# Transporting heavy things (the wrong way)

An interesting geometry problem

Published on October 15, 2023

Wow, a math post, it’s been a long time! Last one was 9 years ago.

## Intro

Here an intro, tiktok style (click for video):

I want to strap down a big heavy cylinder on a flatbed truck.

The strap is attached to the truck bed as shown in the picture and also behind.

**Will the strap slip off as in the next picture?**

For very flat cylinders (close to a circle), the rope cannot slip: the rope is following a diameter of the circle and it’s obviously the shorter path from one side to the other. Try with a plate!

However, for higher cylinders (like the glass in my video), it tends to slip.

## Model

We can model the position of the string as in figure below (where I omitted for clarity the lateral surface of the cylinder): its initial position is along path \(ABCD\), but we can study what happens if it follows a slightly displaced path \(AEFD\), where \(AE\) and \(DF\) are geodesic on the cylinder, i.e. straight lines on its unfolding.

If we set \(h=AB=CD\), \(r=BO=OC\) and \(\alpha=\angle BOE\), then the length \(l\) of \(AEFD\) is: \[ l(\alpha)=2\sqrt{h^2+r^2\alpha^2}+2r\cos\alpha. \] (Note that \(BE=r\alpha\) and that \(ABE\) is a right triangle on the unfolded cylinder).

## Visual resolution

Say that you are pulling the top strap sideways so that it stays parallel to its initial position. As you pull, the top part of the cylinder will “produce” slack because a chord of the circle is always shorter than the diameter. In the same time, the side will “consume” slack because the strap is now oblique instead of vertical. Which one wins?

Using the notation above with \(r = 1\) and \(h = 1\), the top section will produce slack similar to a cosine (horizontal axis is the angle \(\alpha\), vertical is the amount of “slack” given): \[ 1-\cos\alpha \]

The side will consume slack proportional to (horizontal axis is the angle \(\alpha\), vertical is the amount of “slack” consummed): \[ \sqrt {1 + \alpha^2 }-1 \]

Those two functions looks very similar. Here they are on the same graph.

Zooming in, the blue curve is always above the green curve (on the range \(0<\alpha<\pi/2)\), so theoretically for \(h=r\) it will slip.

Here is a 3D plot with \(\alpha\) on the x axis and h on the y axis (\(r=1\)). Vertically is the amount of slack in total (top - side).

From this plot we can see that for \(h<1\), the surface dips below 0 (blue/purple part). More slack is taken than given: it holds tight. For \(h>1\), the surface is above 0 (green part): it slips.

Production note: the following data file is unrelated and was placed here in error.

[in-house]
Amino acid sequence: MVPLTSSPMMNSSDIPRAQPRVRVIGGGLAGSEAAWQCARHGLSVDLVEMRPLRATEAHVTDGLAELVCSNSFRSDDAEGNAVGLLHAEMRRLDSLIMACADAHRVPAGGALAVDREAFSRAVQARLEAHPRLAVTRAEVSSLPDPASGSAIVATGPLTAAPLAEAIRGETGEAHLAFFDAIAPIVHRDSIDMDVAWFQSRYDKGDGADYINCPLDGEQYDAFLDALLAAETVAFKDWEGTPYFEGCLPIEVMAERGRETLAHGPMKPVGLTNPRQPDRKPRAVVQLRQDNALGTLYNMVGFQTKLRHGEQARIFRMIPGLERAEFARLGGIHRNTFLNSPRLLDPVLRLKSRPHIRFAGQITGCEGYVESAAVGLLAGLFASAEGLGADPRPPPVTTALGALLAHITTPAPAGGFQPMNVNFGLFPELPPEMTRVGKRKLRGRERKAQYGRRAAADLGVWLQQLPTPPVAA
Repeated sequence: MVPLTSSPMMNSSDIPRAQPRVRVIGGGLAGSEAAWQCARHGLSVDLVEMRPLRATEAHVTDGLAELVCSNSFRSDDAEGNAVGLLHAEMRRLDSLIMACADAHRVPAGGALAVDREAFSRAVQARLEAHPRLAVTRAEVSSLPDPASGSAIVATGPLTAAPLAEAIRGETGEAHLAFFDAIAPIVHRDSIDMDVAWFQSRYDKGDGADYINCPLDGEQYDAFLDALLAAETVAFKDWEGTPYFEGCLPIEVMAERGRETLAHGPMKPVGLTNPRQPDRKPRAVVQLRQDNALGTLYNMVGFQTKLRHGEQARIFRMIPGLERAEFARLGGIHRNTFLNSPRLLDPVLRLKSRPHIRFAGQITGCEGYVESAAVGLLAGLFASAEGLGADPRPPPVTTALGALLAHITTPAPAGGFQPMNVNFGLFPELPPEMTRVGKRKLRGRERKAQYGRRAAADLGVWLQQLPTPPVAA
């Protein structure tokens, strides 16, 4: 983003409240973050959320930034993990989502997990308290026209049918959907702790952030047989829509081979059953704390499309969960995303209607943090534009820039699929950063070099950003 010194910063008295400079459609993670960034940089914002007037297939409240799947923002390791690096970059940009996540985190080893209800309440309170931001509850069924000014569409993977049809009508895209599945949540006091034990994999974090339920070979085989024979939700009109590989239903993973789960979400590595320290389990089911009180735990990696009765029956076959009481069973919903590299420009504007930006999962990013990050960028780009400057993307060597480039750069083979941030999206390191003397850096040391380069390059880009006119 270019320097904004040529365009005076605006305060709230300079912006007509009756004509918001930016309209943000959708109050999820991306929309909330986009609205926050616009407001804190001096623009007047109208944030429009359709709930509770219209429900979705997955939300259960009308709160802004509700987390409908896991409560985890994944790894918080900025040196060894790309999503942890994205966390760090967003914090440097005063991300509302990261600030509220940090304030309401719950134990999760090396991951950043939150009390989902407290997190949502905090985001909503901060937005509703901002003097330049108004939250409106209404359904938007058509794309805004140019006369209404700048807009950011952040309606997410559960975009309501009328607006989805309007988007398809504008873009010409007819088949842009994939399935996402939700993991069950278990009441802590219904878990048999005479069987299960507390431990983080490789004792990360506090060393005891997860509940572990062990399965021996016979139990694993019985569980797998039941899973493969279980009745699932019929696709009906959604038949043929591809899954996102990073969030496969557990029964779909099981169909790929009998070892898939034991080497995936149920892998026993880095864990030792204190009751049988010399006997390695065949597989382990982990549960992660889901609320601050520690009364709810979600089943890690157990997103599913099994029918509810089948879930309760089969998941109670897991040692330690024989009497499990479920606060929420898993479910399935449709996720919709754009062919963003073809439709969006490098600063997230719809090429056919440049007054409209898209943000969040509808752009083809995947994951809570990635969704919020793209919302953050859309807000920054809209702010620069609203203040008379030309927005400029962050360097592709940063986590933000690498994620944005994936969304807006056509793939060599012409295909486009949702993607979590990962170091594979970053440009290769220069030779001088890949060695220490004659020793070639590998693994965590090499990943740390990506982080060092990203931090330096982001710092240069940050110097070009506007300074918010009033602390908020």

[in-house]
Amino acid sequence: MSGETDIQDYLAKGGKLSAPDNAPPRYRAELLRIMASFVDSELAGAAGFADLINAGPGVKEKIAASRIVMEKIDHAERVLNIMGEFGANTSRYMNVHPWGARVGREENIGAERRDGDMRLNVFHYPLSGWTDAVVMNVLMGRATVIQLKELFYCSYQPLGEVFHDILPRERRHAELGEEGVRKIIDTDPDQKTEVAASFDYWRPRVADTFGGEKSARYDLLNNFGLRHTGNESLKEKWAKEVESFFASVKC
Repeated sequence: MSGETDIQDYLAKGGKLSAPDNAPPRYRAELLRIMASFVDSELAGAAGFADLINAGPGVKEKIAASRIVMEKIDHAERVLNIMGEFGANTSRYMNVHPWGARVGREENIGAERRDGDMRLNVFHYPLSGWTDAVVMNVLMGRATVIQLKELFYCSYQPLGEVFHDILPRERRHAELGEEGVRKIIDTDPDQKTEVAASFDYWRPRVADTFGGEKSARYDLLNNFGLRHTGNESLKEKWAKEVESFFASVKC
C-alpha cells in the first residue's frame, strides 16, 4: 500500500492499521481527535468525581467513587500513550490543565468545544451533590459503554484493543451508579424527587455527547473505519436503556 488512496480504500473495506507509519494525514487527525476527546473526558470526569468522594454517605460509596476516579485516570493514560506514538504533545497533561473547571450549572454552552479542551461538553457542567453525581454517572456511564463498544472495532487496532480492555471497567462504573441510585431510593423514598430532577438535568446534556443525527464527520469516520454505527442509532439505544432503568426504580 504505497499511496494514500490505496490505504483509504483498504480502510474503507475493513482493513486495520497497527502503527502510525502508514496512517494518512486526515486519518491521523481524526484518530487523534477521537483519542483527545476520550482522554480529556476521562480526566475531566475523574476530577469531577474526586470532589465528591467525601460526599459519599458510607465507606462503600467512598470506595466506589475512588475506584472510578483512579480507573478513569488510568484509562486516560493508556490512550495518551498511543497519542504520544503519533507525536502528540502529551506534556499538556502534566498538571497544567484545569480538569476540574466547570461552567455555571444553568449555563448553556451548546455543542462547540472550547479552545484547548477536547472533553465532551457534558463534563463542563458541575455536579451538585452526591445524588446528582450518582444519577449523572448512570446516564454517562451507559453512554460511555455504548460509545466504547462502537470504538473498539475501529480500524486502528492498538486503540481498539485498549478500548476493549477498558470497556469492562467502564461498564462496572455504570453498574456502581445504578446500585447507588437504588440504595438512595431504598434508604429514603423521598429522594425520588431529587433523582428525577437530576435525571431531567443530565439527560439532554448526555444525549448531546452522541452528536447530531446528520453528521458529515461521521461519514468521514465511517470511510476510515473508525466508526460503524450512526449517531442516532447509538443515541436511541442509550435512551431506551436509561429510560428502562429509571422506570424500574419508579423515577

## Numerical resolution

Let’s call \(s\) the slack.

\[ s(\alpha) = 1 -\cos\alpha - \sqrt {h^2 + \alpha^2 } + h \]

We have no slack at the start: \(s(0)=0\). Around this point, we need to calculate the derivate of \(s(\alpha)\) to know if the slack will increase or decrease.

\[ s'(\alpha) = \sin\alpha - \frac{\alpha} {\sqrt {h^2 + \alpha^2} } \]

We have \(s'(0)=0\) (if \(h>0\)), which means that the slack varies very little around \(\alpha=0\). There is as much slack consumed than slack produced.

To see if \(\alpha=0\) is a point of minimum or maximum, we can compute the second derivative: \[ s''(\alpha) = \cos\left(x\right)-\dfrac{y^2}{\left(x^2+y^2\right)^\frac{3}{2}} \]

\[ s''(0)= 1 - \dfrac{1}{h} \]

Remember:

For \(h<1\), the second derivative is negative. This means that the slack is at its a minimum! The slack will slowly increase. It slips.

For \(h>1\), the second derivative is positive. This means that the slack is at its a maximum already and will become “negative” is you pull the string. It holds tight.

## Looking closer

Some part of the surface above looks funny. Here it is with \(h=0.9\) (slightly shorted than the radius):

The curve dips below 0 before getting back up. This shape is normally safe (\(h<1\)), however if the strap is even slightly elastic or you misplace it, it can reach a point were it will completely slip off.

Shapes below \(h=0.74\) are completely safe:

The curve never gets above 0 before \(\pi/2\). You can strap them as you want (even close to the border): they will not slip.